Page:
Well hello again! Guess who is back online!
It has been a long and thrilling ride to get The Forgotten Age: Resolution up to par! Along with the preparation for our upcoming Indiegogo Promotion, I have decided to enter some Author Contests to get those creative juices flowing!
And so, for my April 28th Author Competition on reddit HERE, I present to you, my story, based on the image above. Don’t forget to vote!:

Beneath the Purple Sky

“Let’s see… ‘The Sorcerer’s Cauldron’, this seems like the place!”
Out on the dark, lantern-lit streets, a young man had finally arrived on the streets of the small town of Hettinger. The man who broke the silence of the late night scene, along the rows of wooden homes and pubs, was a poet; a timid young man named Ken.
Ken had a slender figure, an outfit of old, worn, brown fabrics, and a brown knapsack with his most precious possessions. The only items he had brought from home were his writing materials, and a book filled with page after page of empty parchment.
Having had an appreciation for the twists and turns of eloquent prose since childhood, he had long hoped to fill the pages of this next dummy-book with intricate descriptions about his observations and experiences, but the words faded neither in or out of his thoughts. The curious poet had not been inspired for some time. Many hours he had spent, staring at a blank page, hoping for the words to come.

A few days ago, he had left the confines of his home and set out on his quest. According to an old friend of his, Hettinger was a place that Ken could find some inspiration for his poems, and improve his stagnant state. Ken would need only travel for three days, and meet up with a man named Walter.
Each step taken along paths through eerie forests, each meal eaten in strange towns, every moment up until that moment had revealed his uncanny dedication to explaining the extraordinary. That great muse, that all artists strive for and know so well, was his only goal.
However he endeavored to reach the most illustrious state of lyrical fabrication, the poet was not so fit, and would need rest after a three days traveling. Too tired to ask anything else, everyone he had come across was met with a tired man’s search for a place to lay down.
With all the joy of coming home, the long walk was about to come to a close.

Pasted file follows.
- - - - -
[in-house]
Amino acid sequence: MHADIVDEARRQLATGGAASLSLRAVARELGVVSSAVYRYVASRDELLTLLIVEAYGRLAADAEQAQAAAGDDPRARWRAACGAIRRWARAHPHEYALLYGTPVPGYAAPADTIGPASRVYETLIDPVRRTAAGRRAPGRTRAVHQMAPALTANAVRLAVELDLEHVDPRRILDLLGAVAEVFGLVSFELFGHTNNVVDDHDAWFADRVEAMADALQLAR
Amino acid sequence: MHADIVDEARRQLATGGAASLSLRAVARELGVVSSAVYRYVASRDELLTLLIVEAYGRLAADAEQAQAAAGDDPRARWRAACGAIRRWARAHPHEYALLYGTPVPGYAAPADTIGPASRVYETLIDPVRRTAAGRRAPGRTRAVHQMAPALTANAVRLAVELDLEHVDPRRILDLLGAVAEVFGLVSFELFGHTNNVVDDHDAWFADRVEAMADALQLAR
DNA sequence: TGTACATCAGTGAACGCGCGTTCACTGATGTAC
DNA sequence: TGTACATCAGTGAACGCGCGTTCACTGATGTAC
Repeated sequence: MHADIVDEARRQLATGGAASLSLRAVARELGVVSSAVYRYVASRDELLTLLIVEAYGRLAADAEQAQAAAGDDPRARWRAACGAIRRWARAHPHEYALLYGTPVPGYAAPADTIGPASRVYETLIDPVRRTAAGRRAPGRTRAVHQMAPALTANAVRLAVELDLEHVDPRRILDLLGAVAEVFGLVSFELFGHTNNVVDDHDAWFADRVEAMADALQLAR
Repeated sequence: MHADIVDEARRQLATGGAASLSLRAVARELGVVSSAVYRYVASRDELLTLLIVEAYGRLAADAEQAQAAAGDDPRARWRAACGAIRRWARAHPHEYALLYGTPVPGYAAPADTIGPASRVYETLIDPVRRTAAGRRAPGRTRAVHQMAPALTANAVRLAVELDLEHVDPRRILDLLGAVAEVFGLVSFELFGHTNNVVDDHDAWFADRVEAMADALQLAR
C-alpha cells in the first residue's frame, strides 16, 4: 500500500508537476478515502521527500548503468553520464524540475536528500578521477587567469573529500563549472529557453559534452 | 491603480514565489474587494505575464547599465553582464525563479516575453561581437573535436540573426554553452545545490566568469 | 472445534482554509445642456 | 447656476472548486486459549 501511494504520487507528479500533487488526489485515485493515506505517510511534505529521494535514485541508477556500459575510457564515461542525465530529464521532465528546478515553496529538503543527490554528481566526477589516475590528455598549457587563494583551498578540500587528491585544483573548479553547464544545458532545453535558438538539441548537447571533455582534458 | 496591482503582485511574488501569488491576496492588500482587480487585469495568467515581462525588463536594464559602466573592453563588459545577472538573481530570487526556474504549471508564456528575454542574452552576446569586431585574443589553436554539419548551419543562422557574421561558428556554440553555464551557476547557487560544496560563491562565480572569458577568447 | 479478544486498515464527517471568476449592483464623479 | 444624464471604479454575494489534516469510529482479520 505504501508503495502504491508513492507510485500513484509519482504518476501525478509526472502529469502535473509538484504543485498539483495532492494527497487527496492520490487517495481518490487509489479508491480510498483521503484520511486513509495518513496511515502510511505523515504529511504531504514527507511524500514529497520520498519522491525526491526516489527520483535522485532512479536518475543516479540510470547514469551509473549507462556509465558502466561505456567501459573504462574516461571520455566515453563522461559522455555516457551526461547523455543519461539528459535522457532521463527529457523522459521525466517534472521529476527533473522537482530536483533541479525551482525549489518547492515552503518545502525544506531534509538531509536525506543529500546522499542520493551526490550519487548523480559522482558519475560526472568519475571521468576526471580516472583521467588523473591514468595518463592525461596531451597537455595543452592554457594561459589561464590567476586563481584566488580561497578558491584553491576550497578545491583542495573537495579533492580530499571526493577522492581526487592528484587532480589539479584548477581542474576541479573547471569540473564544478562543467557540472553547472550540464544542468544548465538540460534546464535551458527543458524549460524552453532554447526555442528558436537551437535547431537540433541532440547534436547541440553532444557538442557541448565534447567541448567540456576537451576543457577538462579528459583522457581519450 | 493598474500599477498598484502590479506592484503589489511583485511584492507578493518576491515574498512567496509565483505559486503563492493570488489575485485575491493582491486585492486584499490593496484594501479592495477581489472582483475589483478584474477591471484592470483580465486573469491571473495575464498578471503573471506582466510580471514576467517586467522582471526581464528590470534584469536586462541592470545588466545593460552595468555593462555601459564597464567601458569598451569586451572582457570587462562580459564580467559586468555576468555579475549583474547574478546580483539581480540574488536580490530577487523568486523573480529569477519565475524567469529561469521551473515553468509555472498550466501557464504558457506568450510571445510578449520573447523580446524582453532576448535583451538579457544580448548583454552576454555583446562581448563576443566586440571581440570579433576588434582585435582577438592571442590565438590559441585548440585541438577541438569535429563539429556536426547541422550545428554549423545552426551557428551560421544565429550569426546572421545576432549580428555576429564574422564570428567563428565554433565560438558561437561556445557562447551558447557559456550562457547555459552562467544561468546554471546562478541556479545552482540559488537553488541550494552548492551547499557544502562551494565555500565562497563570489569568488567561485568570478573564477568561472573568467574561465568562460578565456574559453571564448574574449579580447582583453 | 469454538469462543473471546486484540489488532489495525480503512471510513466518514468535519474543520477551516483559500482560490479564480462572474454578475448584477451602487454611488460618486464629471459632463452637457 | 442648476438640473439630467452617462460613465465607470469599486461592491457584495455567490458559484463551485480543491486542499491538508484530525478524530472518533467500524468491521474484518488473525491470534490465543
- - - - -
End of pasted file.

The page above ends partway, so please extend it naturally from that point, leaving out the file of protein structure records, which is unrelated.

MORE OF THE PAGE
He opened the wooden door to The Sorcerer’s Cauldron, the only inn that he had been referred to. The inside of the building was what he would call a “typical nocturnal scene”; a candle lit tavern with a rustic, wooden finish over everything. The tables were of assorted sizes, none of them matching another, which told Ken that this was no high class establishment.
While standing in the doorway, he looked around to try and find anyone who could help, the bartender being his first guess. After two steps in the direction of a man washing glasses, he was politely stopped.
“Excuse me, mister!” came a gentle female voice from behind him.
The poet turned around and looked left, then right, then down, straight in the eyes of a young woman with sleek black hair. Her uniform, consisting of an apron covering a brown dress revealed her occupation: waitress.
Ken was relieved, “I’m here to meet up with a man called… Walter! That’s right, he was supposed to be here. Have you heard of him?”
Recognizing bits and pieces of the story right away, she backed up a step, waved for him to follow her, and walked on to quickly lead her customer to the reserved table. With almost twenty people in the bar, this was their busiest day of the year.
Along the way, pushing aside chairs here and there, she made small talk about what she knew of the situation, “Man comes in, never seen him before. Paid us more for one beer than we charge for fifty. Says he’s going to have a drink and wait for someone. My guess: that’s you.”